Last Updated: Wednesday, 24 December 2014, 12:47 GMT

World Directory of Minorities and Indigenous Peoples - Germany : Sorbs

Publisher Minority Rights Group International
Publication Date 2008
Cite as Minority Rights Group International, World Directory of Minorities and Indigenous Peoples - Germany : Sorbs, 2008, available at: http://www.refworld.org/docid/49749d1bc.html [accessed 25 December 2014]
DisclaimerThis is not a UNHCR publication. UNHCR is not responsible for, nor does it necessarily endorse, its content. Any views expressed are solely those of the author or publisher and do not necessarily reflect those of UNHCR, the United Nations or its Member States.

Profile

The Sorbian district of Lusatia lies in Saxony (Upper Lusatia) and Brandenburg (Lower Lusatia). Of 489,000 people living in the area, there are an estimated 60,000 Sorbs, two-thirds of whom live in Saxony and one-third in Brandenburg (2004). Estimates of Sorbs with a good command of the Sorbian language range from 15,000 to 35,000 speakers. The main Sorbian-language areas are around the towns of Bautzen, Hoyerswerda, Weißwasser, Spremberg and Cottbus. Sorbian is a West Slav language. In Upper Lusatia it is closer to Czech, while in Lower Lusatia it is closer to Polish, but the language also has many Germanisms. There are five Sorbian districts: Lower Lusatia (the largest), Hoyerswerda, Schleife (the poorest), Bautzen and Wittichenau. The latter two are farming regions, and the first three have been dominated by brown coal open-cast mining industry. The use of the Sorbian language and culture is stronger among Roman Catholics in Upper Lusatia than Lutheran Protestants in Lower Lusatia, but both faiths provide church services, education and broadcasting in Sorbian. There are an estimated 15,000 Roman Catholic Sorbs, mostly based in rural areas.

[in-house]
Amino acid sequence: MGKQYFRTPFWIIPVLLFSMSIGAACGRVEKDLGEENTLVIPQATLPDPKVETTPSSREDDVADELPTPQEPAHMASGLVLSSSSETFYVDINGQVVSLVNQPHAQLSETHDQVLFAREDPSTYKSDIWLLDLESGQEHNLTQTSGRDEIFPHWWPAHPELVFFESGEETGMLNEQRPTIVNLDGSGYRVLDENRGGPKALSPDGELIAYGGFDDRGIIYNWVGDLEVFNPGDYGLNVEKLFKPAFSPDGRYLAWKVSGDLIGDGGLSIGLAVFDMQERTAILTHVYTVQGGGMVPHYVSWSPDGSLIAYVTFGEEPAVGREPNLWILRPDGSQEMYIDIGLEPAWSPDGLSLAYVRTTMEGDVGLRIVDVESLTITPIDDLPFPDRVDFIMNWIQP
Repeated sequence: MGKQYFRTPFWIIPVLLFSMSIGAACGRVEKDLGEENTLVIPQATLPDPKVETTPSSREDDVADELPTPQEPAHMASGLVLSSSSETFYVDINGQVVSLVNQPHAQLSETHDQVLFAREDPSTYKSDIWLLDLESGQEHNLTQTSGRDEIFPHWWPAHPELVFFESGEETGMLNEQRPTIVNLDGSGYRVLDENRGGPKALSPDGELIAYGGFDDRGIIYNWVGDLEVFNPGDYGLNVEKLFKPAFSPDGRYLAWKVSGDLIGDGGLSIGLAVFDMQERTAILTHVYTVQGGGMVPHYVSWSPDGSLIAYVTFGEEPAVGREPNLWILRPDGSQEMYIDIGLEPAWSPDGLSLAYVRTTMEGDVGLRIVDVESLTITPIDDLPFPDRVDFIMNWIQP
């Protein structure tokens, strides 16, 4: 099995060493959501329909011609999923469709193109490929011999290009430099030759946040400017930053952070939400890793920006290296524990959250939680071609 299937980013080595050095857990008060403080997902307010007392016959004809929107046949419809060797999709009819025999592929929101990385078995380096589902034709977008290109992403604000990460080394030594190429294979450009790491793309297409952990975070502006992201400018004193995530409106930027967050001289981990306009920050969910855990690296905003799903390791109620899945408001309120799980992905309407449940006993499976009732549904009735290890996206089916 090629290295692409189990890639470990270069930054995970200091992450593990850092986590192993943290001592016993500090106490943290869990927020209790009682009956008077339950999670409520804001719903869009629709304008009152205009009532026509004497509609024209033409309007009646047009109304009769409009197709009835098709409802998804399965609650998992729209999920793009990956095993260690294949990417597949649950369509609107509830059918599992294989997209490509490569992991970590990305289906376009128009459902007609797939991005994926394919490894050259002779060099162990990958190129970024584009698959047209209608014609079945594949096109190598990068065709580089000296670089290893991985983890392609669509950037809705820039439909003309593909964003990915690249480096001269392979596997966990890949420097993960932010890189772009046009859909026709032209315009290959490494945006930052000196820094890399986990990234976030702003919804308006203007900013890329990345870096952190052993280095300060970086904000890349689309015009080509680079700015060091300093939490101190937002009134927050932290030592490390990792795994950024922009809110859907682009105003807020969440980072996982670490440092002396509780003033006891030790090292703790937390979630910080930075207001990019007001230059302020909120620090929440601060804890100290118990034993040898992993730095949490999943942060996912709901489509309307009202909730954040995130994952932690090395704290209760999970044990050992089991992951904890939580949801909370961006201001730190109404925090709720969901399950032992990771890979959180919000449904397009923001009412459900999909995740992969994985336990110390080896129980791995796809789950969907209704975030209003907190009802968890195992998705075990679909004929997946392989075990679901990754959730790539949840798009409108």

Historical context